Jillian Walton entered the College of William & Mary intent on becoming a history major. Now on the verge of graduation, she is reading up on interdisciplinary molecular biology graduate programs and talking about the scientific paper she’s authored with students from around the country.
Walton’s change in direction resulted from her participation in an HHMI-sponsored genomics research course as a freshman. That year-long course—created by the Howard Hughes Medical Institute’s Science Education Alliance (SEA) and participating faculty—introduced Walton and her classmates to experimental science. Instead of plowing through textbooks, the students learned about biology by doing hands-on research on bacterial viruses called phages.
“We really wanted to engage students early on in science. Faculty and students who participate in the course all say this is the best way to teach science.”
The SEA is celebrating a major milestone with a scientific publication in the open access, peer-reviewed journal PLoS One. The 192-author article is based on the work of students and faculty at the first 12 schools that offered the National Genomics Research Initiative course, the first project launched under the SEA umbrella. The SEA seeks to serve as a national resource for undergraduate science education through the development, implementation, evaluation, and dissemination of novel teaching approaches aimed at broadening scientific understanding and participation.
The research paper, published in the January 27, 2011 issue of PLoS One, offers a look at the genetic diversity of phages uncovered by students who took the course. “I can’t believe work that I completed in an [introductory] laboratory course is being published,” says Walton, now a senior. “That one course has had such an impact on my life.”
In the first half of the course, the students, mostly freshman, isolated phages from soil collected from their local area then spent the rest of the term purifying and characterizing their phages and extracting its DNA. In the second half of the course, they learned to use bioinformatics tools to analyze and annotate the genomes from their phage. By next year, the course will be offered at more than 60 schools in 29 states and Puerto Rico. “We really wanted to engage students early on in science,” says Tuajuanda Jordan, the SEA’s director. “Faculty and students who participate in the course all say this is the best way to teach science.”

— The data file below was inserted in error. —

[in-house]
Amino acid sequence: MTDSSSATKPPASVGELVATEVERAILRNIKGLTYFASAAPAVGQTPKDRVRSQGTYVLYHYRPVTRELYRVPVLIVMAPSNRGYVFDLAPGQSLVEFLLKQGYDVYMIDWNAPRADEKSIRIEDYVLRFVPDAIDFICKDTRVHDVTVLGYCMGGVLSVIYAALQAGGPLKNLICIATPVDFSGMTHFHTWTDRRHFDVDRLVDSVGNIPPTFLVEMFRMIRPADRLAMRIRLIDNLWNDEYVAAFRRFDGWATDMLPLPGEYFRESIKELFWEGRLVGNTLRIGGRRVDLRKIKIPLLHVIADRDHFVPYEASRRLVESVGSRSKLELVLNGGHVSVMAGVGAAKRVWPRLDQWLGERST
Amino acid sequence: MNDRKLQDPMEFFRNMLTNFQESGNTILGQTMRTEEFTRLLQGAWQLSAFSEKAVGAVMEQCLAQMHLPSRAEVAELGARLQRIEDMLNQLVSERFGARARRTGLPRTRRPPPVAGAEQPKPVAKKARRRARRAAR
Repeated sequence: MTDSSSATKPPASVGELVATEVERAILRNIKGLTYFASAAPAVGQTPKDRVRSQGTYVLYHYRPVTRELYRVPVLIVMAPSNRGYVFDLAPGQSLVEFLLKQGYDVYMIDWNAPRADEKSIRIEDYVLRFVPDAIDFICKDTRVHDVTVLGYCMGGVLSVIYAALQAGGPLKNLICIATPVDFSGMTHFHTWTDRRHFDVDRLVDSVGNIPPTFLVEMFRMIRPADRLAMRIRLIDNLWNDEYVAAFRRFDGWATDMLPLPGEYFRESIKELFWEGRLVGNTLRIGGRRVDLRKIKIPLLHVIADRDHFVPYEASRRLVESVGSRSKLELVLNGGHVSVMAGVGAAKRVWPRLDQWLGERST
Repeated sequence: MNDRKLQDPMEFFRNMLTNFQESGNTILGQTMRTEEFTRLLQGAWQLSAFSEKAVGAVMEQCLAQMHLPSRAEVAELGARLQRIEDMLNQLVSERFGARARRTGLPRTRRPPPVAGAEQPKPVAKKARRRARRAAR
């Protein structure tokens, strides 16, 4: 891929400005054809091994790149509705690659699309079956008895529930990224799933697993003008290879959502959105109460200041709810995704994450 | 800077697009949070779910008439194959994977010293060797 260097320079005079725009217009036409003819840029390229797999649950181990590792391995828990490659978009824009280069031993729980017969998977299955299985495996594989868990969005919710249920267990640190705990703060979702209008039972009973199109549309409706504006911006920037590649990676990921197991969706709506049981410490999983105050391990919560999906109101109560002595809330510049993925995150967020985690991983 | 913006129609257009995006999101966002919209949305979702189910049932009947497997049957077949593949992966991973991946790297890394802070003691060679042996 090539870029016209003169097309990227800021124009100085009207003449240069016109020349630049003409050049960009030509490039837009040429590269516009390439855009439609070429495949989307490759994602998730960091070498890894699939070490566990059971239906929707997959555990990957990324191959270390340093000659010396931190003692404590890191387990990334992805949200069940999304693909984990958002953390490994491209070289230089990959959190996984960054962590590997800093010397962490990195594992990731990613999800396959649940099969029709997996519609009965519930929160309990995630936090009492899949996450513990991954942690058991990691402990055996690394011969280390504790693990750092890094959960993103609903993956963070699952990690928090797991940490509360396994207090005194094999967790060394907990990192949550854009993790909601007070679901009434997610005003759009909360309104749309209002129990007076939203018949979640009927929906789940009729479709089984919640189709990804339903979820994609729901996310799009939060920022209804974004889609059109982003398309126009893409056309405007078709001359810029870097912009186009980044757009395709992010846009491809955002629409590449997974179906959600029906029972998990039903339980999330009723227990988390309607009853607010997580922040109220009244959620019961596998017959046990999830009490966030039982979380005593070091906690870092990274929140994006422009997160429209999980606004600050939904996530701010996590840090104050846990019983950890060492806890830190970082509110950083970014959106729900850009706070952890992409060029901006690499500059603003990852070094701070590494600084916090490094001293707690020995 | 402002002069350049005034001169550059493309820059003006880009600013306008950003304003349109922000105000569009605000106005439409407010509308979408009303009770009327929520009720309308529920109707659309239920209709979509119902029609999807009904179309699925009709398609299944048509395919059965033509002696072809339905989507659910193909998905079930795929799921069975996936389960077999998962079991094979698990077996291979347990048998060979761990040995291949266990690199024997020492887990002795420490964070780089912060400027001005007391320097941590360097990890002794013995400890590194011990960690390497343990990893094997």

The PLoS One paper highlights the wide diversity of the newly-identified phages and provides insights into how these viruses compete with each other in the wild. “The students’ involvement in our research has done nothing to compromise the scientific questions we asked or the scientific accomplishments that we made,” says HHMI professor and University of Pittsburgh scientist Graham Hatfull. His work in developing the Phage Hunters program for high school students and undergraduates at the University of Pittsburgh served as the basis for HHMI’s phage discovery course and provided 6 of the 18 phages presented in the PLoS One paper. “These students are participating in authentic scientific research and … most would acknowledge that if a paper is published in a peer reviewed journal, then it represents important work.”
Most of the phages described in PLoS One were closely related to known phages’ genome sequences. This meant the students could place them into previously established categories, called “clusters,” on the phage genetic tree. But one phage was bigger and appeared entirely unique. The students from James Madison University in Harrisonburg, VA who discovered the phage named it LeBron after the famous Miami Heat basketball player who also stands out in the crowd. It was so novel, in fact, that it was assigned to its own cluster.